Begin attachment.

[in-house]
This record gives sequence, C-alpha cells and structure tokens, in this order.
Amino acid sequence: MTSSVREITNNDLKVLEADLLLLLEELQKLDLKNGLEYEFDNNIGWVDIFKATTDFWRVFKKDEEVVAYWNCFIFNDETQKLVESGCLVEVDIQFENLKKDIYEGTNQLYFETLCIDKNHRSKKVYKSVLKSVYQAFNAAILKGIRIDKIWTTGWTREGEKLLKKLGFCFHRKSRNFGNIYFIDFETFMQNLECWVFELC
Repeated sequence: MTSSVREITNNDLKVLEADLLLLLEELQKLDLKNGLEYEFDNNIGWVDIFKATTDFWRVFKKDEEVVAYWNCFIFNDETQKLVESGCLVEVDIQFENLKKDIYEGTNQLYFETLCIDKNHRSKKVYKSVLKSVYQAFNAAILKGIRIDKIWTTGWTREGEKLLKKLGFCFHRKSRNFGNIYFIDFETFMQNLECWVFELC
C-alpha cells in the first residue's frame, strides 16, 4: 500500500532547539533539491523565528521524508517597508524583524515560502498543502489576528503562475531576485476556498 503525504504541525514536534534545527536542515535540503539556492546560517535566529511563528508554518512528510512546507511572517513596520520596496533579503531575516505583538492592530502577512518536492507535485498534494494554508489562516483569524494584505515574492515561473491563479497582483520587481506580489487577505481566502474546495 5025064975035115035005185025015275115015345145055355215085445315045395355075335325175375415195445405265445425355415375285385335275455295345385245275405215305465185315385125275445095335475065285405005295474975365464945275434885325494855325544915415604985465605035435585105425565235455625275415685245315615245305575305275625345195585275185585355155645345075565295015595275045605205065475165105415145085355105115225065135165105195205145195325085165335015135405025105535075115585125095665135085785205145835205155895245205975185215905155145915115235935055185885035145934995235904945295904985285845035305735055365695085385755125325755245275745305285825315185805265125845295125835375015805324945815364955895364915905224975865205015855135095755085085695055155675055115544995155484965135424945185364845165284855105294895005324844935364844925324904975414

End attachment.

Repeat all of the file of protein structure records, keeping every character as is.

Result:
[in-house]
This record gives sequence, C-alpha cells and structure tokens, in this order.
Amino acid sequence: MTSSVREITNNDLKVLEADLLLLLEELQKLDLKNGLEYEFDNNIGWVDIFKATTDFWRVFKKDEEVVAYWNCFIFNDETQKLVESGCLVEVDIQFENLKKDIYEGTNQLYFETLCIDKNHRSKKVYKSVLKSVYQAFNAAILKGIRIDKIWTTGWTREGEKLLKKLGFCFHRKSRNFGNIYFIDFETFMQNLECWVFELC
Repeated sequence: MTSSVREITNNDLKVLEADLLLLLEELQKLDLKNGLEYEFDNNIGWVDIFKATTDFWRVFKKDEEVVAYWNCFIFNDETQKLVESGCLVEVDIQFENLKKDIYEGTNQLYFETLCIDKNHRSKKVYKSVLKSVYQAFNAAILKGIRIDKIWTTGWTREGEKLLKKLGFCFHRKSRNFGNIYFIDFETFMQNLECWVFELC
C-alpha cells in the first residue's frame, strides 16, 4: 500500500532547539533539491523565528521524508517597508524583524515560502498543502489576528503562475531576485476556498 503525504504541525514536534534545527536542515535540503539556492546560517535566529511563528508554518512528510512546507511572517513596520520596496533579503531575516505583538492592530502577512518536492507535485498534494494554508489562516483569524494584505515574492515561473491563479497582483520587481506580489487577505481566502474546495 5025064975035115035005185025015275115015345145055355215085445315045395355075335325175375415195445405265445425355415375285385335275455295345385245275405215305465185315385125275445095335475065285405005295474975365464945275434885325494855325544915415604985465605035435585105425565235455625275415685245315615245305575305275625345195585275185585355155645345075565295015595275045605205065475165105415145085355105115225065135165105195205145195325085165335015135405025105535075115585125095665135085785205145835205155895245205975185215905155145915115235935055185885035145934995235904945295904985285845035305735055365695085385755125325755245275745305285825315185805265125845295125835375015805324945815364955895364915905224975865205015855135095755085085695055155675055115544995155484965135424945185364845165284855105294895005324844935364844925324904975414